It’s barely disputable that we are among the most privileged humans to have lived. Technology has propelled us like never before and we have never been as lucky to enjoy a world’s library of knowledge at our fingertips. The opportunities for self-education and for self-empowerment are endless, and it is undeniable that our lives have improved in so many ways because of it. In other ways, however, we might question whether we really are better off – or has the inundation of information and choice worked against some of our best interests. I am sure I’m not the first to have noted that.

In law, it’s fairly evident how technology has changed the landscape. In many ways, access to information has had many positive effects. Information to inform us on our rights is invaluable and understanding the law in the context of everyday life and business is important for each and every person. In this respect, self-education has soared and mostly for the better of all. Sometimes, however, it might be prudent to draw a line.

The reality is that the laws of our country have been developed over many years and many nuances have developed. Cases have defined distinctions between the smallest of actions or words, and the result is a wide range of outcomes. Handling your own legal affairs without the help of a professional can be tricky, but more than anything risky.

The ability to write your own will, for example, has become one of these sensitive areas. As lawyers we are challenged because we know how important it is for each adult, and more importantly parents, to have a will and an estate plan. With many people preferring to take their legal affairs in their own hands we question – is any will better than no will? The answer to that is challenging. First, because most of the time mistakes that are made in a will are not generally discovered until after death. This makes unravelling the problem exponentially more challenging and almost always much more costly. Wills that are incorrectly witnessed or executed could be a complete waste of time and money, while knowing the many topics to address is often completely neglected. Complex family structures and tools to plan for the blended family, forget about it.  So much is left on the table.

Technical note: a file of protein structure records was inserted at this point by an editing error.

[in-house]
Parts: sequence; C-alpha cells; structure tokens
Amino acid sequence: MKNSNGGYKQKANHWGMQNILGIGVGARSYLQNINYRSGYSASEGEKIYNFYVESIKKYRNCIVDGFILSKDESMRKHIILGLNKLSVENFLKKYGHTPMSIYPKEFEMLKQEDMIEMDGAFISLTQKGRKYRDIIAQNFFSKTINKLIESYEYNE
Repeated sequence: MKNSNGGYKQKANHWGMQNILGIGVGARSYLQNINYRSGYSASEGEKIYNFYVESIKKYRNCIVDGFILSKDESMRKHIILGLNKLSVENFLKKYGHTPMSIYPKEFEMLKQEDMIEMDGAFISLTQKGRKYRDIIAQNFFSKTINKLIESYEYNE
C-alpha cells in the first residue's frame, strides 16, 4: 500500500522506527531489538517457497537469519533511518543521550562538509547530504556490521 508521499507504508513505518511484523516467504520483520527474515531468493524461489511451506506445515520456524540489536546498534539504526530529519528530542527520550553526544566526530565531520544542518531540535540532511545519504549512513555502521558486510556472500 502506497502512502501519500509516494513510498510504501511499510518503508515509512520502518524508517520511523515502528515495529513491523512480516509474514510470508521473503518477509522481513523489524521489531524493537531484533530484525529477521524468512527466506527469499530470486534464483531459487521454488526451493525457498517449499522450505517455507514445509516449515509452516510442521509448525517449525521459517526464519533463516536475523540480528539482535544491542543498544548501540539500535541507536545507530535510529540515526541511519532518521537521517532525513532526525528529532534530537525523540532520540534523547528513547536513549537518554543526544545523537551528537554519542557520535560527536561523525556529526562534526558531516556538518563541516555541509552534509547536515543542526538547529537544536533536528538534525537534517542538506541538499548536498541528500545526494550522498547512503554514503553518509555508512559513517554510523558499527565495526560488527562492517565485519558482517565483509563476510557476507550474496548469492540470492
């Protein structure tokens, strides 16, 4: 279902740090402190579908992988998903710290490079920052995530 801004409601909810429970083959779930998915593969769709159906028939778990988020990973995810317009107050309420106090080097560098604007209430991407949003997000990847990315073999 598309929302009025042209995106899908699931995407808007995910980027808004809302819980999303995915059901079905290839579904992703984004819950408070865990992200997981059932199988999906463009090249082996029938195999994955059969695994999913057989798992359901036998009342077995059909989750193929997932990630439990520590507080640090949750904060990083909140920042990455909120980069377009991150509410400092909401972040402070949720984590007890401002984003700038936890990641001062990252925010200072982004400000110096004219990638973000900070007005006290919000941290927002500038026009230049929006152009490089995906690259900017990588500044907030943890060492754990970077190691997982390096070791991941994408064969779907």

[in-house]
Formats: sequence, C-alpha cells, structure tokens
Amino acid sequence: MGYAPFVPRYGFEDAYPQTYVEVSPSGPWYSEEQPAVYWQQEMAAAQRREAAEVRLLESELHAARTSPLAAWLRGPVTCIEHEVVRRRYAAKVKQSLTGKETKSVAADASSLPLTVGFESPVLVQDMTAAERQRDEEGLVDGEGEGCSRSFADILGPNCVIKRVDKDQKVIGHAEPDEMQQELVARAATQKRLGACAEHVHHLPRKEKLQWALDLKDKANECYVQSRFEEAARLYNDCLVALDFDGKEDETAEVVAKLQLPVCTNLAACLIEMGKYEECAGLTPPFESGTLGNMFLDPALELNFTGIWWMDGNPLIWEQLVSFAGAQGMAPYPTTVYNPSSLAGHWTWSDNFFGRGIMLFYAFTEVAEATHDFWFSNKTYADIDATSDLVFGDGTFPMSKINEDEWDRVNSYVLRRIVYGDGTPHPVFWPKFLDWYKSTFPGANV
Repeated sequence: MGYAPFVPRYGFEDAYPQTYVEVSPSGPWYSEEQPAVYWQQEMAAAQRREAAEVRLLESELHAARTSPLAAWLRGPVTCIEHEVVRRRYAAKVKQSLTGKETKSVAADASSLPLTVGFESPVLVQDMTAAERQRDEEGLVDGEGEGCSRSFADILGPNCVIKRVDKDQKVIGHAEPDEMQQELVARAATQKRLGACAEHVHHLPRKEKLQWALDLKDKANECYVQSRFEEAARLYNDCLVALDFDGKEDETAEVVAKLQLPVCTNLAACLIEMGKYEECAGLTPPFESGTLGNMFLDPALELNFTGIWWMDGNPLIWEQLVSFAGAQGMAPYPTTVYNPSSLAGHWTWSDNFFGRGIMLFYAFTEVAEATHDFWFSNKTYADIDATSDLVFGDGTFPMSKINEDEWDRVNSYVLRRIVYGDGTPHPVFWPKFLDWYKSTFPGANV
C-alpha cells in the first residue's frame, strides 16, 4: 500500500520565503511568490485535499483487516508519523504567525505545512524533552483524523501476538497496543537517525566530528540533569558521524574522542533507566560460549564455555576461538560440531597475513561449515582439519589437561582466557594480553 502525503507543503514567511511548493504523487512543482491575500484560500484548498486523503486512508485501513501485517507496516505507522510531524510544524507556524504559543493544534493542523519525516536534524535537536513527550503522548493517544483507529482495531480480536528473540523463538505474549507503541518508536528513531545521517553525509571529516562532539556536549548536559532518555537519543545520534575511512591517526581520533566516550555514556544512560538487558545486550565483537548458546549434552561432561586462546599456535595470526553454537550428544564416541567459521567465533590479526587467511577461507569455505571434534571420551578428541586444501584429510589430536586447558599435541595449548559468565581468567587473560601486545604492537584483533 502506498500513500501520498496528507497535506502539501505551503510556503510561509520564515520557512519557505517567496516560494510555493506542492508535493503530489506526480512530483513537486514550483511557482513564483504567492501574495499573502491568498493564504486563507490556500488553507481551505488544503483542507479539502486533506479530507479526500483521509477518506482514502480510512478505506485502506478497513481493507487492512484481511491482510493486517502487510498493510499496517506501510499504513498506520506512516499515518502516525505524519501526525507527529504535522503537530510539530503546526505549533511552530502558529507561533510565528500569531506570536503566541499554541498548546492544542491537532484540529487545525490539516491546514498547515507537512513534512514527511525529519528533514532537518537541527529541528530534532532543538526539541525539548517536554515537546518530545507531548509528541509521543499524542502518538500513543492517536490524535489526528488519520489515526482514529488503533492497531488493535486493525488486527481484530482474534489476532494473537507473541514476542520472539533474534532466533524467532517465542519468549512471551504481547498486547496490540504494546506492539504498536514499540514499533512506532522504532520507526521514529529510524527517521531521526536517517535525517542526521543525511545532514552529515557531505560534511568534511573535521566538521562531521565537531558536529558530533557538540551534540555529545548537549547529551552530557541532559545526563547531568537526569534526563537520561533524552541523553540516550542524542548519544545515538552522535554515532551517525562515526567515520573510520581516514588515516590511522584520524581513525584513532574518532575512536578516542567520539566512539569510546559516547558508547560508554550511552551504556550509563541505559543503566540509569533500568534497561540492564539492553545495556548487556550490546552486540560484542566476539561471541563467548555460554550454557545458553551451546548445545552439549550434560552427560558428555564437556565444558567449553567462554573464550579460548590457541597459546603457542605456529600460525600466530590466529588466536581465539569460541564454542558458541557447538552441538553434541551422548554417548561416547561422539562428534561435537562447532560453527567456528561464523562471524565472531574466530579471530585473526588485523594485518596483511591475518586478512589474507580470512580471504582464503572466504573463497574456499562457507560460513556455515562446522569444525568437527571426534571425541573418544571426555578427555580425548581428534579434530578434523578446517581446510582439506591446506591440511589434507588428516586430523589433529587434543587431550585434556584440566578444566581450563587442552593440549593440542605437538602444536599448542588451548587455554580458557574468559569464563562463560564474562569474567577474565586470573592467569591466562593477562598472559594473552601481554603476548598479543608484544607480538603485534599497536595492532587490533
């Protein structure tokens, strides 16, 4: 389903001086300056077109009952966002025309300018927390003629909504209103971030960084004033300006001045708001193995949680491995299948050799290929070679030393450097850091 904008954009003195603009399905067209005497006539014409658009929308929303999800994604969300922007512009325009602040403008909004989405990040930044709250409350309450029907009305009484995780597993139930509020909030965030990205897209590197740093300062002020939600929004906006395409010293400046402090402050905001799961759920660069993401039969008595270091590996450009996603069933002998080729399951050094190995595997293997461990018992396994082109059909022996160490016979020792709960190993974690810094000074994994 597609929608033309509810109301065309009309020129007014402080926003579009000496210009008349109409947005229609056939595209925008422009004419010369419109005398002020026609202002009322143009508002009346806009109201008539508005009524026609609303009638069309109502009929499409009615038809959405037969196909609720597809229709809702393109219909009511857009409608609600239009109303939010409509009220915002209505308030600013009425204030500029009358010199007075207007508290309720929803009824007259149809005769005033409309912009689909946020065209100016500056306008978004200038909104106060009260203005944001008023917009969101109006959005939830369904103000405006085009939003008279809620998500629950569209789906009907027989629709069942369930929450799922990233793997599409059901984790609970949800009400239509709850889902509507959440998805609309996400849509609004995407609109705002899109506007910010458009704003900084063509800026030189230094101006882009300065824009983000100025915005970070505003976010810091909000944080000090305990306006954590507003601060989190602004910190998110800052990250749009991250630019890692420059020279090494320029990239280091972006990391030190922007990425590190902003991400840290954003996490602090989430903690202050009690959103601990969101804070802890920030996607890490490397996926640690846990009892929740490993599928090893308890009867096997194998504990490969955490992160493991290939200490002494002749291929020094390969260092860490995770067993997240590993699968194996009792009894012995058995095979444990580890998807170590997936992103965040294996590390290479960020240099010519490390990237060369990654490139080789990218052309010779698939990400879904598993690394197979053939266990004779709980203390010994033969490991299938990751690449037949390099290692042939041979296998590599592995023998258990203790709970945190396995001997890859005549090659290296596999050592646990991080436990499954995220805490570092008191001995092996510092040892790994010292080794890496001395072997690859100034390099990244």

When it comes to legacy planning, such as writing your will, there are many areas to address. First, it’s important to know that the activity is also a financial activity. It involves understanding your assets and how they are treated. It’s also an emotional planning activity. I very often advise my clients of this fundamentally important factor. Each decision will have a financial impact but there is also an important emotional impact. Emotional impacts create legacies, and they also create conflicts. Conflicts make for sour legacies and costly ones at that. Usually not our idea of the best use of the law.

While I touch on this for legacy and estate planning, the same can be true for so many other areas of law. As tempting as it is to truly hail in the age of technology as the solver of so many access to law problems, when it comes to really important things, such as your life, your family, or your business,  I’d have to say the risk might just be too high for my liking.

Besides, what’s the point when you might be leaving a problem behind and not a solution?

Sometimes delegating to professionals is much more of a bang for your buck than you might first consider.